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    • George Kosinski ’19 poses on the stairs in front of Lovell.

The Me You Cannot See: George Kosinski

George Kosinski ‘19
I wish my skin was not such a lie. I think my skin is tan. Someone else might describe it as a light pink, or maybe just as beige. In late August, I might go so far as to say that it looks olive. My skin tells people who I am before I have the chance to do so. It tells them that I am white, and I am nothing else besides white.
Some days in the early fall or late spring when I am as dark as I will ever get, from across a lunch table I hear someone ask: “Wait George—What are you?” I pause, unsure of what to say, before they continue: “You look really Italian today.” Occasionally Italian is switched with Portuguese. Once someone asked me if I was Indian. Two years ago, when I first got to Hopkins, I had one simple answer to the “What are you?” question.

“I’m white,” I would say, confident in my response. That was who I was. Some people wear their ethnicity on their skin. It broadcasts who they are. My skin does not function that way for me. It does not broadcast that my grandmother migrated, in her twenties, from Ecuador to Baltimore and started a family. It does not broadcast that, even though my father’s family originates from Europe and does not contain an ounce of non-European blood, I am not white.

Just as is the case with many freshman, when I first arrived at Hopkins all I wanted to do was conform. I wanted to be normal. I most certainly did not want to be the annoying kid who spent five minutes explaining how his father was half Hungarian and half Polish and how his mother was half Greek and half Ecuadorean to each person who asked “What are you?” at lunch. I was George the skinny white kid, who wore Vineyard Vines shorts and did everything possible to fit in, but knew that he would always be a little different from the person his peers thought he was.

Even during the times when I wanted to embrace my Hispanic Heritage, there was one major roadblock: I did not speak a word of Spanish. My grandfather had forbade my grandmother’s use of the language in their household because he did not understand it. Thus, Spanish never reached me; it was blocked by the wall that was my grandfather.  

When I visit my grandmother, I enjoy empanadas and ceviche and hominy, foods she brought with her from Ecuador, and look at pictures of my grandmother with her relatives in Quito and in the fields of the farm that they own, set high on the mountain slopes of some remote Andes village. I am still Hispanic. I still experience Hispanic culture. When I first came to Hopkins, however, I was afraid to tell people that a part of me is Hispanic out of fear that I would be labeled as a poser. I would be the fake Ecuadorean kid, who told his friends that he was Hispanic so he would seem cool, but could not even speak the language.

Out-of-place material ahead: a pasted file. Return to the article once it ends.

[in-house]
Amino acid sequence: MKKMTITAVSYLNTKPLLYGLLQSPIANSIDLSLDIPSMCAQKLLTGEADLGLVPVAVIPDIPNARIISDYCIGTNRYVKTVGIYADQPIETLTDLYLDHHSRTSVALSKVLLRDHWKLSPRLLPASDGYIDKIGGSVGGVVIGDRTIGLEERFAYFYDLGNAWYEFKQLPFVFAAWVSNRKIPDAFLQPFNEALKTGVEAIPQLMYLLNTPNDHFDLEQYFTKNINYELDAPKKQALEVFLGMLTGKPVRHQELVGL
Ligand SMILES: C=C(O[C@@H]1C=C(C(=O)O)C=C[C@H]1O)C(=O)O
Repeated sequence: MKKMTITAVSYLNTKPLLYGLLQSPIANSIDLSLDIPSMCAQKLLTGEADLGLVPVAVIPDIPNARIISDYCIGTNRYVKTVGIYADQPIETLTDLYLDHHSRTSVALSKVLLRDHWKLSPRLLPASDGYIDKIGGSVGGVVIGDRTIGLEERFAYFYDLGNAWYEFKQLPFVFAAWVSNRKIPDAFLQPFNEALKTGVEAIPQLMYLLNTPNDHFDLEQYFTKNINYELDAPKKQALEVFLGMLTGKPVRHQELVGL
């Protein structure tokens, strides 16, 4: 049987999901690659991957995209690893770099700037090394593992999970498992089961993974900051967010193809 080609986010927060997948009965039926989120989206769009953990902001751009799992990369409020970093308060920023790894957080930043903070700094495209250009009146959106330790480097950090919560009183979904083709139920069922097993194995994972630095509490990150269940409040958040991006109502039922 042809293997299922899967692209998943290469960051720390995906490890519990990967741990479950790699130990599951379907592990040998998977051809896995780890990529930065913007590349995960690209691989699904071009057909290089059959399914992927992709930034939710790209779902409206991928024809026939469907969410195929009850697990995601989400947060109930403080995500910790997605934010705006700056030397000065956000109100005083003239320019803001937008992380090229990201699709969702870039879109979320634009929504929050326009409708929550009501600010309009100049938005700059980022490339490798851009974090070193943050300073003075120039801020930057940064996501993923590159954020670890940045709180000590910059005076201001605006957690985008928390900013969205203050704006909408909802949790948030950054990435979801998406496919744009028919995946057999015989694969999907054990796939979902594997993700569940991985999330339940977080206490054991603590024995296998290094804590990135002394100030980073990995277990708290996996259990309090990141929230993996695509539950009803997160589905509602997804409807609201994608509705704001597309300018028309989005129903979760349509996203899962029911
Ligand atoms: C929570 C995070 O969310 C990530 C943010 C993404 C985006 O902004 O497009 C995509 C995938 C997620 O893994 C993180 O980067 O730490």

Spending two years at Hopkins has helped me overcome my fear of telling people who I really am. There have been awkward moments, and moments where I wondered if my friends and I were good people. I have been trapped, forced to laugh along with my friends at racist jokes directed at Hispanics, because they did not know that the jokes were offensive to me and I was not willing to share that with them.   

This hurt me inside. I was turning my back on a big part of me, even if few people knew that it was there. How could I feel good about who I was? Not only was I hiding a part of my ethnicity, I even ventured to laugh at it just to seem normal and please my friends. That terrible feeling, a nausea that ate away at my stomach whenever there was a joke or a comment that I could not say that I hated, had to end.

There was no instant solution, I could not just announce my Ecuadorean-ness at Assembly one Monday morning. Gradually, however, the atmosphere at Hopkins allowed me to become comfortable and accept who I was. 

Teachers are supportive of students’ identities and open to the choices that students make, and this support and openness is reflected, for the most part, within the student population as a whole. I realized that people would probably not think twice if I told them that I was part Hispanic. They would just accept me for who I was, just like they accept all the other students at Hopkins. 

I still hesitate to go into detail about my background. I do not gallivant through Heath, telling everyone I see that I am not white, no, I am Ecuadorean. If the issue of my race or ethnicity comes up in conversation, however, or if I am asked the “What are you?” question, for seemingly the hundredth time, I will have a different response now than I did two years ago. “I am white. But I’m also Ecuadorean,” I will answer. If they seem interested, I will continue: “But you might feel weird calling me Hispanic, because I do not have a clue how to speak Spanish.”
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